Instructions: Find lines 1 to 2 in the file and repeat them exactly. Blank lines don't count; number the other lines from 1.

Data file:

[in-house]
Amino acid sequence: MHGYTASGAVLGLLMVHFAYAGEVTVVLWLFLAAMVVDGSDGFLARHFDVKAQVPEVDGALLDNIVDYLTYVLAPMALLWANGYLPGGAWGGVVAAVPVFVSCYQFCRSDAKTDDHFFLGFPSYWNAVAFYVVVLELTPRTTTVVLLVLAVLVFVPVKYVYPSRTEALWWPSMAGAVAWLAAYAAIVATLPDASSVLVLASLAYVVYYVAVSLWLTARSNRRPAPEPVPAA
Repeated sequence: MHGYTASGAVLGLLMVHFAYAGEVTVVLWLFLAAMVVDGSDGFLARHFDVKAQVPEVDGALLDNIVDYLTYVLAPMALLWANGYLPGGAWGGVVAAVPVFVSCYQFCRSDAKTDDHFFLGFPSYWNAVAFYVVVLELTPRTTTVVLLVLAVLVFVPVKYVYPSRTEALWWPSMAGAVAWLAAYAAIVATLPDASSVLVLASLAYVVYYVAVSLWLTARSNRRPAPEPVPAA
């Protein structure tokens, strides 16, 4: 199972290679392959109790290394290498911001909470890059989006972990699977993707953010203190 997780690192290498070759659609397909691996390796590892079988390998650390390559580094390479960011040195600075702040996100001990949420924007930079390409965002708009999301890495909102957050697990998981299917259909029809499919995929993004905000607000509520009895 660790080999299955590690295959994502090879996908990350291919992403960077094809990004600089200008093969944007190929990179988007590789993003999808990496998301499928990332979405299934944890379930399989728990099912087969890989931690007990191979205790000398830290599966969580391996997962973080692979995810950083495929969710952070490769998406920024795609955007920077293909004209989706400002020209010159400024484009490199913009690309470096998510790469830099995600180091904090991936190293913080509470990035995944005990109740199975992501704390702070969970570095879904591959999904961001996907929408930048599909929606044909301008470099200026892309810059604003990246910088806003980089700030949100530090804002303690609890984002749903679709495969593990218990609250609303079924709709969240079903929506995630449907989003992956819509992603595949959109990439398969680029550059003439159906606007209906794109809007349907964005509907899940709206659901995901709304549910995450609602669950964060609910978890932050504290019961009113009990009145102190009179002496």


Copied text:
[in-house]
Amino acid sequence: MHGYTASGAVLGLLMVHFAYAGEVTVVLWLFLAAMVVDGSDGFLARHFDVKAQVPEVDGALLDNIVDYLTYVLAPMALLWANGYLPGGAWGGVVAAVPVFVSCYQFCRSDAKTDDHFFLGFPSYWNAVAFYVVVLELTPRTTTVVLLVLAVLVFVPVKYVYPSRTEALWWPSMAGAVAWLAAYAAIVATLPDASSVLVLASLAYVVYYVAVSLWLTARSNRRPAPEPVPAA